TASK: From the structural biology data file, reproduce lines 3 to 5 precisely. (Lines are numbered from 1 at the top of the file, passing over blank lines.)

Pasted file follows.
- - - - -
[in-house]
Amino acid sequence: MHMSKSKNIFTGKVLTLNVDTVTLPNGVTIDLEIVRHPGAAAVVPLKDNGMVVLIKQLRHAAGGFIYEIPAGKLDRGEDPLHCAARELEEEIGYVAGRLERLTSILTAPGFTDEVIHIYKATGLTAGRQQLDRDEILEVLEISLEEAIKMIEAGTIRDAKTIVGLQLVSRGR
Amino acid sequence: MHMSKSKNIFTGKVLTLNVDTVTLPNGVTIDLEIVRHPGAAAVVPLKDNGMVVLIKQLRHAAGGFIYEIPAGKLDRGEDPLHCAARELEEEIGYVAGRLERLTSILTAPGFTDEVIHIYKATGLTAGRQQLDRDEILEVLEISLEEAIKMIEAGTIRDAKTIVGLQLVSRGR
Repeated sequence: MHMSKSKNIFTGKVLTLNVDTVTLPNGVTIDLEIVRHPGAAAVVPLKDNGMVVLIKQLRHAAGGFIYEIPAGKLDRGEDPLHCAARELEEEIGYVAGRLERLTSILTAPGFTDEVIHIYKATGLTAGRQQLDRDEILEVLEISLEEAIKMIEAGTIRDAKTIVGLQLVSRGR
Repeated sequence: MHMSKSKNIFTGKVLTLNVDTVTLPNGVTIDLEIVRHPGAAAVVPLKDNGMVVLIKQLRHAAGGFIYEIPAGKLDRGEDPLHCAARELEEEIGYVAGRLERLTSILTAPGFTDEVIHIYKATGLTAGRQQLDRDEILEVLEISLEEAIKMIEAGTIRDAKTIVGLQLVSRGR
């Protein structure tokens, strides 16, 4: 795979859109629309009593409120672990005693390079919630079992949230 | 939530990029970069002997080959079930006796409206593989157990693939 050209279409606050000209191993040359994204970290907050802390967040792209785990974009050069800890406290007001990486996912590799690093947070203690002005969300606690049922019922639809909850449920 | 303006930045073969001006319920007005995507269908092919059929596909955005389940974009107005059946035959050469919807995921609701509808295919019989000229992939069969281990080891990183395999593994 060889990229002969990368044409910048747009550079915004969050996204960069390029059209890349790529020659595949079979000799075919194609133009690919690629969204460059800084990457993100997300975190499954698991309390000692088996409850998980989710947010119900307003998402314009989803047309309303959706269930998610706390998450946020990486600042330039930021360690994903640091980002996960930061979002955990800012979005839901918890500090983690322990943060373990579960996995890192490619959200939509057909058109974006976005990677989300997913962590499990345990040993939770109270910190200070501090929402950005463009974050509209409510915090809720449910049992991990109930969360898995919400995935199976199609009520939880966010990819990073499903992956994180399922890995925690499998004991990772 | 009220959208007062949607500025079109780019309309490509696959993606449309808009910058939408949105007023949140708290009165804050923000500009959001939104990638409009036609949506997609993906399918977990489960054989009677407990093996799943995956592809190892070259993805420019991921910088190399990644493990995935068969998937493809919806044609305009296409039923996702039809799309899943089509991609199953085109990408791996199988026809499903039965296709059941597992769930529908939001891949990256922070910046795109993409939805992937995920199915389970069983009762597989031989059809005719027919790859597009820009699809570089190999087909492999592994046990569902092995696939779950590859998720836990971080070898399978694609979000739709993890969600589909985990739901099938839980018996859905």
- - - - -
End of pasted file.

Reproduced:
Amino acid sequence: MHMSKSKNIFTGKVLTLNVDTVTLPNGVTIDLEIVRHPGAAAVVPLKDNGMVVLIKQLRHAAGGFIYEIPAGKLDRGEDPLHCAARELEEEIGYVAGRLERLTSILTAPGFTDEVIHIYKATGLTAGRQQLDRDEILEVLEISLEEAIKMIEAGTIRDAKTIVGLQLVSRGR
Repeated sequence: MHMSKSKNIFTGKVLTLNVDTVTLPNGVTIDLEIVRHPGAAAVVPLKDNGMVVLIKQLRHAAGGFIYEIPAGKLDRGEDPLHCAARELEEEIGYVAGRLERLTSILTAPGFTDEVIHIYKATGLTAGRQQLDRDEILEVLEISLEEAIKMIEAGTIRDAKTIVGLQLVSRGR
Repeated sequence: MHMSKSKNIFTGKVLTLNVDTVTLPNGVTIDLEIVRHPGAAAVVPLKDNGMVVLIKQLRHAAGGFIYEIPAGKLDRGEDPLHCAARELEEEIGYVAGRLERLTSILTAPGFTDEVIHIYKATGLTAGRQQLDRDEILEVLEISLEEAIKMIEAGTIRDAKTIVGLQLVSRGR